Barcelona's home ground is a massive visitor attraction but the rubbernecking and the souvenir-hunting is only advisable for those on the stadium tour or in the club superstore.
If any visiting manager or players get sucked into the idea that they're on a jolly against Lionel Messi and his mates, switch off for a moment to stare at them in slack-jawed awe, it quickly ends in tears.
It is not uncommon for the marking to get tighter on Messi in the 90th minute than it's been earlier in any game he plays: that's when opportunistic opposition players start to crowd around him, hoping to be the one with whom he will swop shirts at the final whistle. That can be a pretty demeaning spectacle, never more so than when Bayer Leverkusen players squabbled over who had ownership of Messi's shirt after the clubs met last season. Leverkusen's disgusted sporting director, Rudi Voller, found it so pathetic he ordered that the shirt be auctioned off for charity.
There should not be any doubt that Neil Lennon would do the same if his own players were guilty of similarlyboyish behaviour in Camp Nou tonight. The Celtic manager even talked of banning them from swopping shirts entirely at one point yesterday, before quickly recognising that may be unenforceable. It would have seemed a tad hypocritical, too, given that Lennon's Glasgow home contains framed shirts of Barcelona players Xavi and Luis Enrique, with whom he swopped after facing Barcelona in his own playing days.
"People say 'what's it like to play in the Nou Camp'. Well, you come off and say 'I don't know, I don't remember much about it, I was too busy doing this, that or the other!' It possibly won't be that enjoyable for myself this time. The build up is great, but from here on in it's just total concentration."
Lennon's idea of total concentration means a focus on absolutely nothing but the game until the final whistle, not jockeying to be closer to Barcelona's numerous stars in order to swop shirts. "People do all this 'there he is, look at Xavi' and it's all 'can I have your shirt after the game'. But that's not what it's about. What happened with the Leverkusen players was just nonsense. We will respect Barcelona, but we will have to play aggressively at times as well."
Would he stop his players from swopping shirts? "Yes. Well, I can't really stop them because I won't be in the tunnel when the teams walk out, but I just want them to look straight ahead, not look at the side and try to focus on getting a foothold in the game at some stage."
The message appears to have been understood given that James Forrest yesterday admitted he had little interest in any specific Barcelona player's shirt. Besides, he has fulfilled the role of Camp Nou tourist before. Aged nine, he went on a tour of the stadium with his family. Now, aged 21, any wide-eyed gawping from him or his team-mates is liable to be ruthlessly exploited.
It wasn't hard to sense the energy coming off Lennon yesterday. The Champions League is nourishing this Celtic manager, enabling him to ask questions of himself and his players. He revels in the idea of coming up with a way of stopping this extraordinary Barcelona team and there isn't any doubt that it will be a feather in his cap if he manages it. He isn't coming to the vast, nearly 100,000-seater arena with his eyes closed. His first time ended in a 0-0 draw en route to eliminating Barcelona from the 2004 UEFA Cup, and later a 1-1 draw in the following season's Champions League.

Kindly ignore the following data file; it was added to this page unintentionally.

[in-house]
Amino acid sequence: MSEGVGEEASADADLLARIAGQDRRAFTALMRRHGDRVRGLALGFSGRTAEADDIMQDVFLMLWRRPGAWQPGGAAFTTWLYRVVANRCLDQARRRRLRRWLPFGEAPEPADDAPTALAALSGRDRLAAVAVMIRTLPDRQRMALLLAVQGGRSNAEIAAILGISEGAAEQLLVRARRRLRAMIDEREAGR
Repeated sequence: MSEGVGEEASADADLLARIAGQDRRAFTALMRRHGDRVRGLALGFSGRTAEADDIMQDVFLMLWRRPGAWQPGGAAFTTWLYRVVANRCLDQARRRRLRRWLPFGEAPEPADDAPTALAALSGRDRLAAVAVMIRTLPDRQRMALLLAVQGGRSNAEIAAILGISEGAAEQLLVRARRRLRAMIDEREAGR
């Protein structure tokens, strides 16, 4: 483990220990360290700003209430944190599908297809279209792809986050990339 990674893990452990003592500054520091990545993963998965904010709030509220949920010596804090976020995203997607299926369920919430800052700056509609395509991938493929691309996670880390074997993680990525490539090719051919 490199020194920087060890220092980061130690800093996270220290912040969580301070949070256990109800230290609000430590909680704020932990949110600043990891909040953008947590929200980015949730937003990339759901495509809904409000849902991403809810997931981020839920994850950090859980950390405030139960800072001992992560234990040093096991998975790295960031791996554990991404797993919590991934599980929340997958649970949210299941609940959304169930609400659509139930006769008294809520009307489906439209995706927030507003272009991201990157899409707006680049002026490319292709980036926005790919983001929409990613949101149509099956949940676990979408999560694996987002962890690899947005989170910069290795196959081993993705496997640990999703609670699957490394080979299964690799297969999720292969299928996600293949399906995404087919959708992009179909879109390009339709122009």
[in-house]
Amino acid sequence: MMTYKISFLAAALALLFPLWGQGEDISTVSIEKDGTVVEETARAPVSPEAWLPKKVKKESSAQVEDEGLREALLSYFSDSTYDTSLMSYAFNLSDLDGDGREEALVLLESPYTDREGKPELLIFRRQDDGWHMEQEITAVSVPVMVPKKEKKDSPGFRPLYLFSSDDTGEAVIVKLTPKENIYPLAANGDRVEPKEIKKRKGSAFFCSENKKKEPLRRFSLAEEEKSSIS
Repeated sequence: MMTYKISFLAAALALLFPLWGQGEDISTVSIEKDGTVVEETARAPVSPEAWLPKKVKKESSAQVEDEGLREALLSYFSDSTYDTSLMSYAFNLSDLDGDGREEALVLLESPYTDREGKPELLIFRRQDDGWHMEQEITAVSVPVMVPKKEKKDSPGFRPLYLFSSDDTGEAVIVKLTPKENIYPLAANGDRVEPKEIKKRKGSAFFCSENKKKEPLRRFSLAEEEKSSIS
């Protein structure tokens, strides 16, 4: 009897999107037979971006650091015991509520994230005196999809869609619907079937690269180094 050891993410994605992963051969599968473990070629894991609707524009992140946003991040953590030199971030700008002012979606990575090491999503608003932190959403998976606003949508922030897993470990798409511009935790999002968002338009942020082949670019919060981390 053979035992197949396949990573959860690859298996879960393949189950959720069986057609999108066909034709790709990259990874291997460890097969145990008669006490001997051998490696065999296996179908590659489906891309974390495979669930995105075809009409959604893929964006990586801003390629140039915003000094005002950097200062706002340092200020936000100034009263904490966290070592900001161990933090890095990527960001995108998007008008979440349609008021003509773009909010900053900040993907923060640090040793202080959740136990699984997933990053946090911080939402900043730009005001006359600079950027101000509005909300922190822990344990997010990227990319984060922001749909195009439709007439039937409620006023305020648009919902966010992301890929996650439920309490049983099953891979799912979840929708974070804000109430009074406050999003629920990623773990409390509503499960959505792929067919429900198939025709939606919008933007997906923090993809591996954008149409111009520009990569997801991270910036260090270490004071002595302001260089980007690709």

He was no longer a Celtic player when Gordon Strachan's team lost 1-0 there in a 2008 Champions League last-16 tie. It is notable that Celtic conceded only two goals in those three recent Camp Nou visits, although Lennon said he felt the current Barcelona team was superior to those he had faced himself.
"This Barcelona team is two or three gears better than anything I have seen before. I watched them the other night and they were fabulous. People say they have defensive problems but I'm not so sure. Deportivo La Coruna's goals on Saturday [in a 5-4 Barcelona win] were a penalty, an own goal and two from corners. They were either set plays or a freak of nature. I don't recall [Barcelona goalkeeper] Victor Valdes having many saves to make during the match but Barcelona could have scored six or seven. At 3-0 up after 15 minutes we might as well have got up and left . . . so looking at it, we know we are in for a really tough examination. Talking to people in the game, what Barcelona have done as a club has come from Holland.
"They have taken 30 years to get it right at the academy level, to bring these younger players through. For a while, until [former coach] Frank Rijkaard came in, there was something missing, from 1992 until 2003 or 2004. But since then they have been by far the best football team on the planet. One of the best I have ever seen.
"They're just brilliant footballers. They're so intelligent. They're strong – believe it or not – they're brave, they cover the ground quickly, they are just the ultimate team at the moment."
Celtic, like any visitor, must simply try to live with Barcelona tonight. Every trick has been tried in the usually fruitless attempt to contain them. Lennon will fill the role of an art lover trying to thwart an exhibition.